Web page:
Parasites infect one third of the human population, causing staggering levels of morbidity that centre on the most economically deprived populations. Parasites also blight food production systems by undermining plant and animal health globally. Amongst these, worm parasites cause 8 of 17 WHO-recognized Neglected Tropical Diseases and are the most common pathogens detected at UK abattoirs. Thus far, their exquisite manipulation of host immune function has undermined vaccine development and available drugs have falling efficacy in the face of parasite drug resistance, exposing a situation that is unsustainable unless improved control strategies emerge.
Whilst stem cells drive chemotherapy-resistance in many cancers, their role in parasite drug resistance has not been considered. We have developed methods to maintain liver fluke parasites for unprecedented periods outside of a host (>1 year), providing a unique opportunity to interrogate the fundamental role of parasite stem cell biology in development and drug resistance. Stem cell ablation completely compromises the ability of fluke to tolerate/recover from sub-threshold flukicide treatments. Further, preliminary analyses of drug-resistant and -susceptible isolates expose stem cell proliferation rates that correlate to drug tolerance/resistance. This project will test the hypothesis: ‘parasite stem cell dysregulation will enhance parasite control and reduce drug resistance’.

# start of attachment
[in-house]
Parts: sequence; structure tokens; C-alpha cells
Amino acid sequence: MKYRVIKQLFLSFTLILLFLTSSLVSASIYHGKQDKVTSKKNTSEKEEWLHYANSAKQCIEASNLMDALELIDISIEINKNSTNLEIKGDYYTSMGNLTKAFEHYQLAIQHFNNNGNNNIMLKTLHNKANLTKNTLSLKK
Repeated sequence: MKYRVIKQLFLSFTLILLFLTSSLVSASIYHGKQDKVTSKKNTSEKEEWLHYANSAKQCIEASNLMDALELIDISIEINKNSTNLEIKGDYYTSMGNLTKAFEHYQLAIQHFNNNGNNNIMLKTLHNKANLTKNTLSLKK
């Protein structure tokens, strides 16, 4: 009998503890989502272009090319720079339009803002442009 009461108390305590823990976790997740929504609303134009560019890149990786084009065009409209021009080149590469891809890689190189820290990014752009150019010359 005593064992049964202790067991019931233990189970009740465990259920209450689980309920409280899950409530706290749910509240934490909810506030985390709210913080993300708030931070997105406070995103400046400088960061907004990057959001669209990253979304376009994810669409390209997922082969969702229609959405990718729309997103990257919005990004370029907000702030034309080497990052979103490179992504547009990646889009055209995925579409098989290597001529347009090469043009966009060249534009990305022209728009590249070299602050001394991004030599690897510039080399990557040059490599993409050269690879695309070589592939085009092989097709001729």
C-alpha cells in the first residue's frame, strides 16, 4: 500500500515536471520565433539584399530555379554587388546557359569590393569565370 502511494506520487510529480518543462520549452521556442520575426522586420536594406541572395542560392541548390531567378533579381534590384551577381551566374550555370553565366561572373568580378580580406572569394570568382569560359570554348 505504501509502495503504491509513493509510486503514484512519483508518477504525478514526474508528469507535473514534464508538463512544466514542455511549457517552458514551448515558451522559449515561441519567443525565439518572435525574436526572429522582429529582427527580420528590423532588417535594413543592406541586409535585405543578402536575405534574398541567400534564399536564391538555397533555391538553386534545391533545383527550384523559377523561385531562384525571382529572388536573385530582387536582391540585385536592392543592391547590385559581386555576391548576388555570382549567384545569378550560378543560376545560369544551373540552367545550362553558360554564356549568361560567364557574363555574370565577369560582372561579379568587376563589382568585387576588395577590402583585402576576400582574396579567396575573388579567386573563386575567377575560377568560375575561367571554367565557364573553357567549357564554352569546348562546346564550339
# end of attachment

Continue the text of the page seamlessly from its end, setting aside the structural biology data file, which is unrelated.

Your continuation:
Specific skills/experience required by applicants:
All training required is available in lab; preferably some experience of molecular biology/cell culture.
UK and EU students are eligible to apply. Information on eligibility criteria is available from DfE: View Website
International applicants are welcome to apply, as additional funding may become available to cover fees at the higher rate.